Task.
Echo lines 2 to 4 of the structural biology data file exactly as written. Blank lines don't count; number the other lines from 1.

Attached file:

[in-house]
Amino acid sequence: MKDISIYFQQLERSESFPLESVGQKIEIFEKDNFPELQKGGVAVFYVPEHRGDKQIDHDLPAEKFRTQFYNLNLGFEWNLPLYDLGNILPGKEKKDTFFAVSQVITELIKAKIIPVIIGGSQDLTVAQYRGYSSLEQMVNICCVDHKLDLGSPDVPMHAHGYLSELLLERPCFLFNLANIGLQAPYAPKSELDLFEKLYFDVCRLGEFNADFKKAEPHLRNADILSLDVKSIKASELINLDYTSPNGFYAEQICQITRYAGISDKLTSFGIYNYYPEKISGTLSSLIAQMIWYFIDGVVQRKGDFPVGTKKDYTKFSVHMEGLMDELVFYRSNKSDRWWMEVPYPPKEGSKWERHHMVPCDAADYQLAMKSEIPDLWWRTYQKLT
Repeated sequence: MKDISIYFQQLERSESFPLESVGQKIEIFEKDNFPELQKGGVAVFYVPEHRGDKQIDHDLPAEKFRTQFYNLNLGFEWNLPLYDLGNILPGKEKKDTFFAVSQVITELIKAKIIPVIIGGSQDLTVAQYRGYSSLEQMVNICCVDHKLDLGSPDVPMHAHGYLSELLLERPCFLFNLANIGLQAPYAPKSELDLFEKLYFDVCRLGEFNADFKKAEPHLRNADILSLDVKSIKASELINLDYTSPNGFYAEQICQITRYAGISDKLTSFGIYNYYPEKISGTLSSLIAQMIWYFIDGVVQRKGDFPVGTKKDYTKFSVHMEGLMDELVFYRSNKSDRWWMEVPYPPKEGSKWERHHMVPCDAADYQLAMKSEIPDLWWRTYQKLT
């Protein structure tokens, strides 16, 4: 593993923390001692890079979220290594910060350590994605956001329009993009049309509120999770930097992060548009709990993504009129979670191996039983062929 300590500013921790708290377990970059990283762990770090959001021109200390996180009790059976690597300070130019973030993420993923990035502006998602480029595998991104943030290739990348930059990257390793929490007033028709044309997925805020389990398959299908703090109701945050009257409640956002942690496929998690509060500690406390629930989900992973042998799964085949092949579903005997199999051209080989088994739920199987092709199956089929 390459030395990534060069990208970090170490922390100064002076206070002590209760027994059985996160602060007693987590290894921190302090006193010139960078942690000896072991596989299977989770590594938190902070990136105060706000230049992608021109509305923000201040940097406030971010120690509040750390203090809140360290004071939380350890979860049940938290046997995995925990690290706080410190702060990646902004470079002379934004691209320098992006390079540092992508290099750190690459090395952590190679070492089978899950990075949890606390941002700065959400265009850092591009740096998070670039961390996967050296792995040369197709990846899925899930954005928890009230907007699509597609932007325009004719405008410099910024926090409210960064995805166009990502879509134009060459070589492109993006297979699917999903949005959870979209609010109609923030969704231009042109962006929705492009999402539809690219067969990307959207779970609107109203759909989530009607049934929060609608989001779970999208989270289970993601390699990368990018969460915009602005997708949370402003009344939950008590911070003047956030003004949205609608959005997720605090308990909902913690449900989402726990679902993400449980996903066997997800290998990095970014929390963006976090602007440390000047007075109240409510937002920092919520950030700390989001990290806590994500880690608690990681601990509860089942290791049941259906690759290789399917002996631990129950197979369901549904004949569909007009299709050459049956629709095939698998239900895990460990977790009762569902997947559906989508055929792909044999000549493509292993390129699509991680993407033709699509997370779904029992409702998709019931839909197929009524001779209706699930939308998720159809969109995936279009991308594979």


Amino acid sequence: MKDISIYFQQLERSESFPLESVGQKIEIFEKDNFPELQKGGVAVFYVPEHRGDKQIDHDLPAEKFRTQFYNLNLGFEWNLPLYDLGNILPGKEKKDTFFAVSQVITELIKAKIIPVIIGGSQDLTVAQYRGYSSLEQMVNICCVDHKLDLGSPDVPMHAHGYLSELLLERPCFLFNLANIGLQAPYAPKSELDLFEKLYFDVCRLGEFNADFKKAEPHLRNADILSLDVKSIKASELINLDYTSPNGFYAEQICQITRYAGISDKLTSFGIYNYYPEKISGTLSSLIAQMIWYFIDGVVQRKGDFPVGTKKDYTKFSVHMEGLMDELVFYRSNKSDRWWMEVPYPPKEGSKWERHHMVPCDAADYQLAMKSEIPDLWWRTYQKLT
Repeated sequence: MKDISIYFQQLERSESFPLESVGQKIEIFEKDNFPELQKGGVAVFYVPEHRGDKQIDHDLPAEKFRTQFYNLNLGFEWNLPLYDLGNILPGKEKKDTFFAVSQVITELIKAKIIPVIIGGSQDLTVAQYRGYSSLEQMVNICCVDHKLDLGSPDVPMHAHGYLSELLLERPCFLFNLANIGLQAPYAPKSELDLFEKLYFDVCRLGEFNADFKKAEPHLRNADILSLDVKSIKASELINLDYTSPNGFYAEQICQITRYAGISDKLTSFGIYNYYPEKISGTLSSLIAQMIWYFIDGVVQRKGDFPVGTKKDYTKFSVHMEGLMDELVFYRSNKSDRWWMEVPYPPKEGSKWERHHMVPCDAADYQLAMKSEIPDLWWRTYQKLT
């Protein structure tokens, strides 16, 4: 593993923390001692890079979220290594910060350590994605956001329009993009049309509120999770930097992060548009709990993504009129979670191996039983062929 300590500013921790708290377990970059990283762990770090959001021109200390996180009790059976690597300070130019973030993420993923990035502006998602480029595998991104943030290739990348930059990257390793929490007033028709044309997925805020389990398959299908703090109701945050009257409640956002942690496929998690509060500690406390629930989900992973042998799964085949092949579903005997199999051209080989088994739920199987092709199956089929 390459030395990534060069990208970090170490922390100064002076206070002590209760027994059985996160602060007693987590290894921190302090006193010139960078942690000896072991596989299977989770590594938190902070990136105060706000230049992608021109509305923000201040940097406030971010120690509040750390203090809140360290004071939380350890979860049940938290046997995995925990690290706080410190702060990646902004470079002379934004691209320098992006390079540092992508290099750190690459090395952590190679070492089978899950990075949890606390941002700065959400265009850092591009740096998070670039961390996967050296792995040369197709990846899925899930954005928890009230907007699509597609932007325009004719405008410099910024926090409210960064995805166009990502879509134009060459070589492109993006297979699917999903949005959870979209609010109609923030969704231009042109962006929705492009999402539809690219067969990307959207779970609107109203759909989530009607049934929060609608989001779970999208989270289970993601390699990368990018969460915009602005997708949370402003009344939950008590911070003047956030003004949205609608959005997720605090308990909902913690449900989402726990679902993400449980996903066997997800290998990095970014929390963006976090602007440390000047007075109240409510937002920092919520950030700390989001990290806590994500880690608690990681601990509860089942290791049941259906690759290789399917002996631990129950197979369901549904004949569909007009299709050459049956629709095939698998239900895990460990977790009762569902997947559906989508055929792909044999000549493509292993390129699509991680993407033709699509997370779904029992409702998709019931839909197929009524001779209706699930939308998720159809969109995936279009991308594979």